Presentation on theme: "By Nick Sushkov. Questions to Generate Discussion What is bankruptcy? Bankruptcy is a federal court process that can help one eliminate legal responsibility."— Presentation transcript:
by Nick Sushkov
Questions to Generate Discussion What is bankruptcy? Bankruptcy is a federal court process that can help one eliminate legal responsibility for many of one’s debts or repay them over time under the protection of the bankruptcy court. Why does the law allow people/corporations to file bankruptcy? Bankruptcy laws offer people and corporations in serious debt a way to make a financial fresh start. How can filing bankruptcy limit your life? Consider bankruptcy only as a last resort as it can have a long- term negative impact on your ability to obtain credit, find a job, get insurance or rent a place to live.
Questions to Generate Discussion cont. Why do you think that U.S. laws allow people to file bankruptcy? Bankruptcy is a constitutional right in the U.S. because the founding fathers who drafted the Constitution believed that people experiencing financial distress should be able to have a fresh start. Article One, Section Eight of the U.S. Constitution authorizes Congress to enact bankruptcy laws. In other countries, people can be put in prison for not paying their debts, but in the U.S. there is no debtors’ prison.
“With apologies to Apple Pie, bankruptcy is as American as it gets. From the earliest days of the Republic to General Motors' June 1 filing for Chapter 11, debt relief has been at the center of a tug-of-war between competing Yankee principles: reinvention and responsibility.”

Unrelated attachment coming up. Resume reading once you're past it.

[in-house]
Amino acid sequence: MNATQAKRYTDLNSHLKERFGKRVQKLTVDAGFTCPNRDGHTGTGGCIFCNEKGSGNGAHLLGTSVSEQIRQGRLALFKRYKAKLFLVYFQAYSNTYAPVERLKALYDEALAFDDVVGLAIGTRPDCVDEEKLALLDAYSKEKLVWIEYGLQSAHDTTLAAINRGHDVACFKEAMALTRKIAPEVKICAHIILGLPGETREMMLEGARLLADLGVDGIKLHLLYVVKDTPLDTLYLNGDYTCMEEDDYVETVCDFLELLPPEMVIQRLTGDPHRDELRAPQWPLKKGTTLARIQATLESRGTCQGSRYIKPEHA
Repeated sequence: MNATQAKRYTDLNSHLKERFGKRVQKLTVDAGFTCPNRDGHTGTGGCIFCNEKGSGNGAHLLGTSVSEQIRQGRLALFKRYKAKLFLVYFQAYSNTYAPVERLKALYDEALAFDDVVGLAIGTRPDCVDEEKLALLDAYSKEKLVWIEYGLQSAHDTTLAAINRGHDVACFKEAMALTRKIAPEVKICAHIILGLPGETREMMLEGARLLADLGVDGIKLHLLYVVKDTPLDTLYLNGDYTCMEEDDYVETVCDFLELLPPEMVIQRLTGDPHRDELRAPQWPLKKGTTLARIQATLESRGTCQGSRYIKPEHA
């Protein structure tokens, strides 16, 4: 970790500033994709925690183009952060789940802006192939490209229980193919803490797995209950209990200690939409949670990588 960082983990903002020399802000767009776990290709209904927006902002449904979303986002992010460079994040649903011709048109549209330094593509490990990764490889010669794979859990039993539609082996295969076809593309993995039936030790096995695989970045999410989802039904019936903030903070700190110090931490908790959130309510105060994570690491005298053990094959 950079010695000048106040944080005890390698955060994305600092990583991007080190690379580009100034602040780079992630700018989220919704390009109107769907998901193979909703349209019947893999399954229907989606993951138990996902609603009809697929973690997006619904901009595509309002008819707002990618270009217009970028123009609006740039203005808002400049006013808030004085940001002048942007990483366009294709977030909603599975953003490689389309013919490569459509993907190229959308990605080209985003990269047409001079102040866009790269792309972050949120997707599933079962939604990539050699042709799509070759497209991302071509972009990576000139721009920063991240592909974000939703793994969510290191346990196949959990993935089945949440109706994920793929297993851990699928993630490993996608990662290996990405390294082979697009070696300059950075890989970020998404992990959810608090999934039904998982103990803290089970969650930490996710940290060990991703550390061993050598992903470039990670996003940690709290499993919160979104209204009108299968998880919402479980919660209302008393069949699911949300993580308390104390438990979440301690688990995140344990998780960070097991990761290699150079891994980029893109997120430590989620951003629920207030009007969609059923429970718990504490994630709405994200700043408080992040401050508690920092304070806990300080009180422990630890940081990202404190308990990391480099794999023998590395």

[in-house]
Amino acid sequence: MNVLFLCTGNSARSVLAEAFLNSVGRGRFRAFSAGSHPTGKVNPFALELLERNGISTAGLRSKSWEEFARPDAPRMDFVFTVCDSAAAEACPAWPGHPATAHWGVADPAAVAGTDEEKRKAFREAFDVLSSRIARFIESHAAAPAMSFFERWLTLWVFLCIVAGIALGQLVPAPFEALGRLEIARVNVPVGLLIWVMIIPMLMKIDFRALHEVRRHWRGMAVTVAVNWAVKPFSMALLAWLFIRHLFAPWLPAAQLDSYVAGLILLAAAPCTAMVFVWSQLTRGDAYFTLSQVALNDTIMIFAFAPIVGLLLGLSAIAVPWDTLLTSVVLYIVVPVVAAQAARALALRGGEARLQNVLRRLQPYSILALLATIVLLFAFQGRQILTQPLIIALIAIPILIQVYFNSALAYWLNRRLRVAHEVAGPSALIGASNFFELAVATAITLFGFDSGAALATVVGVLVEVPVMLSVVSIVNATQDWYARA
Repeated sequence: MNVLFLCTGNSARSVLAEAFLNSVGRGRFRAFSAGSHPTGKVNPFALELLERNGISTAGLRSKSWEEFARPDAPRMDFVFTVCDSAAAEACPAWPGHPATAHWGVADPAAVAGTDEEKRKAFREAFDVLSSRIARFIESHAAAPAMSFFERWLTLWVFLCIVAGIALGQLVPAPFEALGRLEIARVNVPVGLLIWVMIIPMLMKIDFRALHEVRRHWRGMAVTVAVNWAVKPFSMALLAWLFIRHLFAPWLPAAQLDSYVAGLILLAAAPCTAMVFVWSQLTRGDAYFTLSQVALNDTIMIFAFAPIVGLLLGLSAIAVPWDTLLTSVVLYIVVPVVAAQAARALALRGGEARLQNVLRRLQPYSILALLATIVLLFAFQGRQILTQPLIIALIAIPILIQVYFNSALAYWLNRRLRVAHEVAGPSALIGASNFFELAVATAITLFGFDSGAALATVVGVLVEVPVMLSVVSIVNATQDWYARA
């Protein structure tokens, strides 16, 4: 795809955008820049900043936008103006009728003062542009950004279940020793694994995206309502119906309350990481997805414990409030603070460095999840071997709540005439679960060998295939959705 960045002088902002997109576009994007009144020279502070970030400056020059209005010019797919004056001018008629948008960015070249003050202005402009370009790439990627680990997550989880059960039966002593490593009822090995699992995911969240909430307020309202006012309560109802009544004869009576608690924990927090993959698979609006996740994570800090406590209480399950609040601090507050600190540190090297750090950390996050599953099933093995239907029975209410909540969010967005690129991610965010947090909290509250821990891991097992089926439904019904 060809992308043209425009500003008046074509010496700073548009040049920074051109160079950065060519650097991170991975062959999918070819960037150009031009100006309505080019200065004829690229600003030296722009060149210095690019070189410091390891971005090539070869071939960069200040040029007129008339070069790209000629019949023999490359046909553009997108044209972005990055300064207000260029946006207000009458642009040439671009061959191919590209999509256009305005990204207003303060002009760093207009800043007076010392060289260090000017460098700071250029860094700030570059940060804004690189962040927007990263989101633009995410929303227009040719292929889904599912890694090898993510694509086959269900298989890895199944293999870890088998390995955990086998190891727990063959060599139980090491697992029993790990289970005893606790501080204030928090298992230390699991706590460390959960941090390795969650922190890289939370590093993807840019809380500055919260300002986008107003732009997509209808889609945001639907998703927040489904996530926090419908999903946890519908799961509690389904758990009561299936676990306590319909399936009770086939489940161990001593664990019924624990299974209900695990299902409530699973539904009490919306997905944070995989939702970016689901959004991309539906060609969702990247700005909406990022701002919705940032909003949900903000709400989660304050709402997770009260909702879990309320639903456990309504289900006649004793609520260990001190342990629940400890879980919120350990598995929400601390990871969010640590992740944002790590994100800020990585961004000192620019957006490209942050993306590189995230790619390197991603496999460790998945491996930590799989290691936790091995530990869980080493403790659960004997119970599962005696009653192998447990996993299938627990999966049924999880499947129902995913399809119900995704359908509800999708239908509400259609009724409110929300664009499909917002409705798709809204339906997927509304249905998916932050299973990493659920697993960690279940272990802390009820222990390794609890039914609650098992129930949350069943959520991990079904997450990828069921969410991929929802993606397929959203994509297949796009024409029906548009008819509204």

Brief History Colonial America – Defaulting on your debts was considered a moral failing Revolutionary War – The first federal bankruptcy law, which drew on English statutes, was signed in 1800 – The Bankruptcy Act of 1898 expanded debt protection Late 1970 – Congress simplified filing for both personal and corporate bankruptcy 2005 – A stricter law
Bankruptcy Abuse Prevention and Consumer Protection Act of 2005
Who Can File for Bankruptcy? Businesses Corporations, Limited Liability Companies, Partnerships Individuals
How a Corporation Files for Bankruptcy Voluntary Managers realize the firm is insolvent Must file in district in which the majority of the firm’s assets reside Involuntary Holders, or other creditors file to force the debtor into bankruptcy Just another lawsuit…debtor has the right to defend itself
Types of Bankruptcy Forms of Bankruptcy Relief Liquidation Reorganization Six types of bankruptcy: Chapter 7 Basic liquidation for individuals and businesses Straight bankruptcy Chapter 9 Municipal bankruptcy
Types of Bankruptcy cont. Chapter 11 Rehabilitation or reorganization Used primarily by business Chapter 12 Rehabilitation for family farmers and fishermen Chapter 13 Rehabilitation with a payment plan for individuals with a regular source of income Chapter 15 Ancillary and other international cases
Chapter 7 Debt liquidation plan which results in the discharge of most of a debtor’s unsecured debts Debtor typically receives a discharge about three months from the date his bankruptcy petition is filed As much as 65% of all U.S. consumer bankruptcy filings are Chapter 7 cases
Chapter 11 Available to every business Debtor remains in control of its business operations as a debtor in possession Results in reorganization of the debtor's business or personal assets and debts Court may convert the case to a Chapter 7 for liquidation May be dismissed Stock may be delisted from its primary stock exchange
Chapter 13 Also called “reorganization” or “repayment” Is an option if one has a source of dependable income but is unable to pay her debts Allows a debtor to consolidate or restructure her debts and pay them out over a three to five year period Debtor will not receive a discharge until she completes her Chapter 13 plan, usually in three to five years